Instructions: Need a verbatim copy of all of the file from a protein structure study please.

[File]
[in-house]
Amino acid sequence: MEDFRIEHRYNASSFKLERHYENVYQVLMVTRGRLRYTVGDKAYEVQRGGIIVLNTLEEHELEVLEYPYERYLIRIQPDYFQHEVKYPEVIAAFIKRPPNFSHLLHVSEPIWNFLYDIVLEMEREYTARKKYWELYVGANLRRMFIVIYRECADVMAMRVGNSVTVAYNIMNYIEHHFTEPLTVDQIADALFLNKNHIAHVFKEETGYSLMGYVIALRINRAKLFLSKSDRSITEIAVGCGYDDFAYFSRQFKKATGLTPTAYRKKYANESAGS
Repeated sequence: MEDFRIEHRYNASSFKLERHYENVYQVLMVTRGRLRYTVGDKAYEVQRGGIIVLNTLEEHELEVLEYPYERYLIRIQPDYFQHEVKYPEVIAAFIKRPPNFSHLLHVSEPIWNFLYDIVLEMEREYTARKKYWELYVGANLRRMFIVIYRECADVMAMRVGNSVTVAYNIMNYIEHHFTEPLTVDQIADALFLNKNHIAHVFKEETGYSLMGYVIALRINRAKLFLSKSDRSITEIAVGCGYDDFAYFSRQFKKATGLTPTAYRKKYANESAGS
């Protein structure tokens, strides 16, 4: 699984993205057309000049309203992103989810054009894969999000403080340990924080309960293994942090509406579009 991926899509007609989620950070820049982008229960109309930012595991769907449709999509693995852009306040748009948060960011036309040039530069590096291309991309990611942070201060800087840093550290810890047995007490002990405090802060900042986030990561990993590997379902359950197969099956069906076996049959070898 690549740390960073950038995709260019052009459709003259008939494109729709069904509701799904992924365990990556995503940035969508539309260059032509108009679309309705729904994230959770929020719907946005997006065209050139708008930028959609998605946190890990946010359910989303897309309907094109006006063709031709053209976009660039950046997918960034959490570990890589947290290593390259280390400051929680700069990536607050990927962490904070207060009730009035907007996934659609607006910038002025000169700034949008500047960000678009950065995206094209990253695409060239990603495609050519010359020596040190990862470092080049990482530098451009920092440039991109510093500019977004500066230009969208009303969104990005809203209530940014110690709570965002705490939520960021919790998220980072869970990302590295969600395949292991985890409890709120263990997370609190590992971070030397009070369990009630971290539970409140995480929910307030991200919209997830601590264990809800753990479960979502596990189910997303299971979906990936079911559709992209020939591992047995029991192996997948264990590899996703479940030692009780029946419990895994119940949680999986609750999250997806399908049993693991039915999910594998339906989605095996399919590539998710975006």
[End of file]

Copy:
[in-house]
Amino acid sequence: MEDFRIEHRYNASSFKLERHYENVYQVLMVTRGRLRYTVGDKAYEVQRGGIIVLNTLEEHELEVLEYPYERYLIRIQPDYFQHEVKYPEVIAAFIKRPPNFSHLLHVSEPIWNFLYDIVLEMEREYTARKKYWELYVGANLRRMFIVIYRECADVMAMRVGNSVTVAYNIMNYIEHHFTEPLTVDQIADALFLNKNHIAHVFKEETGYSLMGYVIALRINRAKLFLSKSDRSITEIAVGCGYDDFAYFSRQFKKATGLTPTAYRKKYANESAGS
Repeated sequence: MEDFRIEHRYNASSFKLERHYENVYQVLMVTRGRLRYTVGDKAYEVQRGGIIVLNTLEEHELEVLEYPYERYLIRIQPDYFQHEVKYPEVIAAFIKRPPNFSHLLHVSEPIWNFLYDIVLEMEREYTARKKYWELYVGANLRRMFIVIYRECADVMAMRVGNSVTVAYNIMNYIEHHFTEPLTVDQIADALFLNKNHIAHVFKEETGYSLMGYVIALRINRAKLFLSKSDRSITEIAVGCGYDDFAYFSRQFKKATGLTPTAYRKKYANESAGS
């Protein structure tokens, strides 16, 4: 699984993205057309000049309203992103989810054009894969999000403080340990924080309960293994942090509406579009 991926899509007609989620950070820049982008229960109309930012595991769907449709999509693995852009306040748009948060960011036309040039530069590096291309991309990611942070201060800087840093550290810890047995007490002990405090802060900042986030990561990993590997379902359950197969099956069906076996049959070898 690549740390960073950038995709260019052009459709003259008939494109729709069904509701799904992924365990990556995503940035969508539309260059032509108009679309309705729904994230959770929020719907946005997006065209050139708008930028959609998605946190890990946010359910989303897309309907094109006006063709031709053209976009660039950046997918960034959490570990890589947290290593390259280390400051929680700069990536607050990927962490904070207060009730009035907007996934659609607006910038002025000169700034949008500047960000678009950065995206094209990253695409060239990603495609050519010359020596040190990862470092080049990482530098451009920092440039991109510093500019977004500066230009969208009303969104990005809203209530940014110690709570965002705490939520960021919790998220980072869970990302590295969600395949292991985890409890709120263990997370609190590992971070030397009070369990009630971290539970409140995480929910307030991200919209997830601590264990809800753990479960979502596990189910997303299971979906990936079911559709992209020939591992047995029991192996997948264990590899996703479940030692009780029946419990895994119940949680999986609750999250997806399908049993693991039915999910594998339906989605095996399919590539998710975006």